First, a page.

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3 myths about tax extensions

Tax extensionSometimes filing a tax extension can be a benefit to your clients, but only if they are clear on what an extension means —and what it doesn’t mean.

If you’re a tax CPA, you’ve probably come across a client who chose not to file an extension because they misunderstood how it would affect them. On the other hand, maybe a client was happy to go on extension but for the wrong reasons.  

Below are three myths that your clients may have about extensions that you can proactively dispel.

Myth #1:  If I go on extension, I can wait until the return is filed to pay. 

Your client may not realize that although they have extra time to file, they don’t have extra time to pay. These clients are confident they don’t owe anything, so they do not want to make a tax payment with the extension. They are sometimes in for an unpleasant surprise after a Schedule K-1 arrives that summer, showing income that they did not expect. Now they owe penalties on top of the tax payment. Ouch.  

In some cases, this common misconception is mixed in with payment anxiety. Some taxpayers find themselves in a position where it’s difficult to pay a tax bill all at once. They may not always mention this, so it’s important to stress that payment cannot be delayed but installments are an option.   

Gerard Schreiber, CPA, recommends that CPAs should send a letter to clients who will need to file for an extension that spells out the client’s responsibility to pay estimated taxes to avoid penalties. He requires his clients to sign the letter before filing the extension to eliminate issues that may arise later such as complaints about late payment penalties. 

Myth #2:  Going on extension is expensive.

One of the main advantages you can stress to a client who needs to go on extension is that the return will likely be more accurate because it reflects up-to-date information and is not finalized in a rush. This means an amended return (prepared at extra cost) will not be necessary. The client may also save money by allowing time to see if more deductions can be claimed.  Additionally, self-employed clients benefit from an extension because they will have more time to fund a SEP IRA, solo 401(k) or SIMPLE IRA retirement plan.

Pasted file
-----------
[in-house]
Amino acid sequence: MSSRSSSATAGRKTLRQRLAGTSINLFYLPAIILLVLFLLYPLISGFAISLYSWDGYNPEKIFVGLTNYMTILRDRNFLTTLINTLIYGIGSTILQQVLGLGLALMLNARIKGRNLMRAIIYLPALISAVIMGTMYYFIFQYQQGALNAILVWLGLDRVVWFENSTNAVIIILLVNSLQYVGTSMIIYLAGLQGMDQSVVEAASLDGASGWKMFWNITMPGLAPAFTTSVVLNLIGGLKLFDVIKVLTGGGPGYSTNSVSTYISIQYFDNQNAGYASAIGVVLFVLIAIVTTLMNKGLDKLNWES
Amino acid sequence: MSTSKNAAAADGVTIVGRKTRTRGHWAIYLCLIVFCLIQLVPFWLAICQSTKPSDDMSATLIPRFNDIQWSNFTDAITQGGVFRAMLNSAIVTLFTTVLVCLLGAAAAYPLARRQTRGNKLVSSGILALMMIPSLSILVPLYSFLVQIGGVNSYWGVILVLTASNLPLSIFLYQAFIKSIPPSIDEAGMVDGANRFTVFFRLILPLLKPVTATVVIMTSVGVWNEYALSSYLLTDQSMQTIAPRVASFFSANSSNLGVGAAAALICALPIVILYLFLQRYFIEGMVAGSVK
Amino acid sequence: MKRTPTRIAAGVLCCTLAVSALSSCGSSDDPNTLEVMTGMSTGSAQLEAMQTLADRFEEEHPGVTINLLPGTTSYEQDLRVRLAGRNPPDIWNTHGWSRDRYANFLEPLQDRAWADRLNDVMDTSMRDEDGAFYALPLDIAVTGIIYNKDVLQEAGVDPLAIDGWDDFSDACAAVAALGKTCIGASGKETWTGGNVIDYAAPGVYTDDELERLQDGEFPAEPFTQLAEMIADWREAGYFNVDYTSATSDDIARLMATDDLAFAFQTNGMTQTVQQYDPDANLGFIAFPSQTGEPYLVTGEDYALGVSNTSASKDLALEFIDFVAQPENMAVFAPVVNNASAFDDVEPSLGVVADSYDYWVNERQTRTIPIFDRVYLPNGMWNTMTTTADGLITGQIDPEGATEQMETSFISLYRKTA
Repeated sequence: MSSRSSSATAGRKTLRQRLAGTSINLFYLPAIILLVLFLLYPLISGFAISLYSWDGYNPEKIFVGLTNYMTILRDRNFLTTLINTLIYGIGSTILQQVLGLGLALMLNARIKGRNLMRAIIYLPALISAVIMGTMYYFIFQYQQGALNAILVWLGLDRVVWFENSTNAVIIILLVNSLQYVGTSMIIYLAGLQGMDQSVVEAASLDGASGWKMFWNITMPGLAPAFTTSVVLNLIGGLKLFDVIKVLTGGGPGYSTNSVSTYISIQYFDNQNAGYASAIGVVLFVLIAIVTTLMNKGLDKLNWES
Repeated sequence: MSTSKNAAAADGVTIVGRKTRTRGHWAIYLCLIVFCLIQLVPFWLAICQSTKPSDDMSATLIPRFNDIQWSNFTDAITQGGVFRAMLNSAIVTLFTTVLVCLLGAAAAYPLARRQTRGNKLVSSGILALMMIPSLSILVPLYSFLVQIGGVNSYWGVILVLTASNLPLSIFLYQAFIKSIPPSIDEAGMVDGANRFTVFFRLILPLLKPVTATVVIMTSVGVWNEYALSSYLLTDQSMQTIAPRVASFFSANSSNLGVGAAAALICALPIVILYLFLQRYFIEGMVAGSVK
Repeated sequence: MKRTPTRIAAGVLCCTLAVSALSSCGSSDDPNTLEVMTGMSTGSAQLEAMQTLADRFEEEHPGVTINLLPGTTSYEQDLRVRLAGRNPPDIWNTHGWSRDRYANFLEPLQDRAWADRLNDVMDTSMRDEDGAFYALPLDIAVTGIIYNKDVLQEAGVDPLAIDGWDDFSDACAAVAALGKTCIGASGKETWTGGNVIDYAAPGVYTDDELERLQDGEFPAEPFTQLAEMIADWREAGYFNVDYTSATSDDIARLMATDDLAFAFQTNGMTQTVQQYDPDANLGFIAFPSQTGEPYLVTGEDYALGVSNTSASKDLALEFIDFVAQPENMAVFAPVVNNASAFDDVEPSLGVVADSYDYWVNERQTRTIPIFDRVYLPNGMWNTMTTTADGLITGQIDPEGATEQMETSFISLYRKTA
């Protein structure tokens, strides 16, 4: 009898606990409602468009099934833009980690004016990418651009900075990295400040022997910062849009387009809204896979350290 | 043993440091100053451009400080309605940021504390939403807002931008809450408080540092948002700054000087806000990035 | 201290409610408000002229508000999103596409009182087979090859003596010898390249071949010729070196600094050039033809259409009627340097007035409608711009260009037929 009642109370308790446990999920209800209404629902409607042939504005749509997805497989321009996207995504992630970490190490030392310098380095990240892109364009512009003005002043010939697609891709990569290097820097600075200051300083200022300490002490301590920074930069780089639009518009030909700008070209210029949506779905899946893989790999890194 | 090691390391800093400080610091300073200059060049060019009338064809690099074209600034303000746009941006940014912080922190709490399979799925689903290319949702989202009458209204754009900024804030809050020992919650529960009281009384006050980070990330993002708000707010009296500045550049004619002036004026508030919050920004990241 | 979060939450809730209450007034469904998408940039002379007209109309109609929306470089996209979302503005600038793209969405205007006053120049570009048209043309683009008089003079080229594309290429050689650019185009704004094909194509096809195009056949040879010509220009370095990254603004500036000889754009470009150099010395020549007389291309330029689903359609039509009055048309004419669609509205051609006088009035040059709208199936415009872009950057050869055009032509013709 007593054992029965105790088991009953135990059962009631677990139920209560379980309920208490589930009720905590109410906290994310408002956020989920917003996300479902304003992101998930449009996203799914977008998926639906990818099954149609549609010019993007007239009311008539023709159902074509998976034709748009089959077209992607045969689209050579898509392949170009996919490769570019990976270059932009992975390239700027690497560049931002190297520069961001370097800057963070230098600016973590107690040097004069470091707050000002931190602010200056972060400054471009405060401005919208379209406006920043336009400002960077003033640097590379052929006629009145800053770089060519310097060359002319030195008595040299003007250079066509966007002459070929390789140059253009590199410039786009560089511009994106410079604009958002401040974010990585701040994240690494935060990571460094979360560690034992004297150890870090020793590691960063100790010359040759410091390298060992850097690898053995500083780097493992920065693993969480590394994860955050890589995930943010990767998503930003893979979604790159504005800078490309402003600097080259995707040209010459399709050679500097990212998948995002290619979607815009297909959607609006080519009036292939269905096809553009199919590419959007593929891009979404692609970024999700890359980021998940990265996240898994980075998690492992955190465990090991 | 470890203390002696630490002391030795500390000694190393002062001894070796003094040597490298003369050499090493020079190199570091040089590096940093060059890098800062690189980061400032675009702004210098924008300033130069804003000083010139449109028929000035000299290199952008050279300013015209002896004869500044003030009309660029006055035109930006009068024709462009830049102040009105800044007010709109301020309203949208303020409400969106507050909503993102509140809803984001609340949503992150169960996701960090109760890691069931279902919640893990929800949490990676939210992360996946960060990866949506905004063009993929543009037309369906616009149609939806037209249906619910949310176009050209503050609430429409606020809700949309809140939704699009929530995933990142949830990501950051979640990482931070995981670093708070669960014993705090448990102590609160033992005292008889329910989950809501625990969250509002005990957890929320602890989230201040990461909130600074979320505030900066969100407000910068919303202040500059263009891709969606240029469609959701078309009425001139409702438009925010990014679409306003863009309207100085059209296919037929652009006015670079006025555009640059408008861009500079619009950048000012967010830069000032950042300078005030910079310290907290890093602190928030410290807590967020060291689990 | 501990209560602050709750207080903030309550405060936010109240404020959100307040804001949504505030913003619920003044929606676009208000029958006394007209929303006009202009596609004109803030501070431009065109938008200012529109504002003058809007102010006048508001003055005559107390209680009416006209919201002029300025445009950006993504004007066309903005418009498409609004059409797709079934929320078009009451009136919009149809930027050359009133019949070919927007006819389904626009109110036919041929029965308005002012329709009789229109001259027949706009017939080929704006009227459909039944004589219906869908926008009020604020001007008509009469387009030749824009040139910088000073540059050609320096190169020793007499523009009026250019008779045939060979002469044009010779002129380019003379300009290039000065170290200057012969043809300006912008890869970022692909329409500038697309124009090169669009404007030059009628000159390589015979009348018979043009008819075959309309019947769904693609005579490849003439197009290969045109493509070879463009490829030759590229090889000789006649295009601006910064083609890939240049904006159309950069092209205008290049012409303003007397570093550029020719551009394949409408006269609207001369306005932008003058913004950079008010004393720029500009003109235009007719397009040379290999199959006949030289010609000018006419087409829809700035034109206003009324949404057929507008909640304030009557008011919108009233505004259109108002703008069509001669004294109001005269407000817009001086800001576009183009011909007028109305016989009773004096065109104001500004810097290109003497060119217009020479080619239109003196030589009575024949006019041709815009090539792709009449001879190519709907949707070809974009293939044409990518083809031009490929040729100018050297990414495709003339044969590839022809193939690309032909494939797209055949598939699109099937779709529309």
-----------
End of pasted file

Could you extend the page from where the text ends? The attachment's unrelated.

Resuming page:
Because they believe an extension may be expensive, clients may resist the idea and plead for more time, offering to get the needed information to you soon. One of the best ways to address this issue is to use an engagement letter for the client to provide tax information. The deadline should also be accompanied by a clear statement that if all information is not received by that date, the client may need to go on extension and will face late payment and interest penalties for amounts not paid by the filing date.    

Myth #3:  Filing a return after the April deadline makes me more susceptible to an audit. 

Lawrence Carlton, a CPA who runs a practice in Massachusetts, has occasionally fielded this question.  “It really is a myth,” says Carlton, who also serves on the AICPA’s IRS Advocacy Relations Committee. “Your chances of an audit are not related to the timing” of the filing.

Instead, it is a rating scale that determines the audit. The IRS assigns returns a Discriminant Inventory Function (DIF). The IRS is understandably tight-lipped about the details of DIF, but the bottom line is that the score reflects potential red flags that are on the agency’s radar, such as a high level of charitable contributions compared to reported income.

This year adds a new angle to tax extensions with the passing of the Tax Cuts and Jobs Act and the Bipartisan Budget Act of 2018. There are provisions in each law that affect 2017 returns, which creates confusion as to what certain taxpayers should do as well as uncertainty about how some states will conform to the changes. The IRS is working on implementing this major tax legislation, which should alleviate some of the confusion and allow for more successful tax planning and strategic moves.

Still need a few more talking points when discussing extensions with your clients? Download these FAQs for clients from the AICPA Tax Practitioner’s Toolkit and share with your clients to shed some light on the topic.

And once you’ve addressed your clients’ concerns, take a few minutes to refresh yourself on some of the rules and procedures listed below for return preparation, including those related to extensions.

Best of luck as you head into the final stretch of busy season.

April Walker, CPA, CGMA, Lead Manager, Tax Practice & Ethics, Association of International Certified Professional Accountants

 Tax extensions courtesy of Shutterstock.

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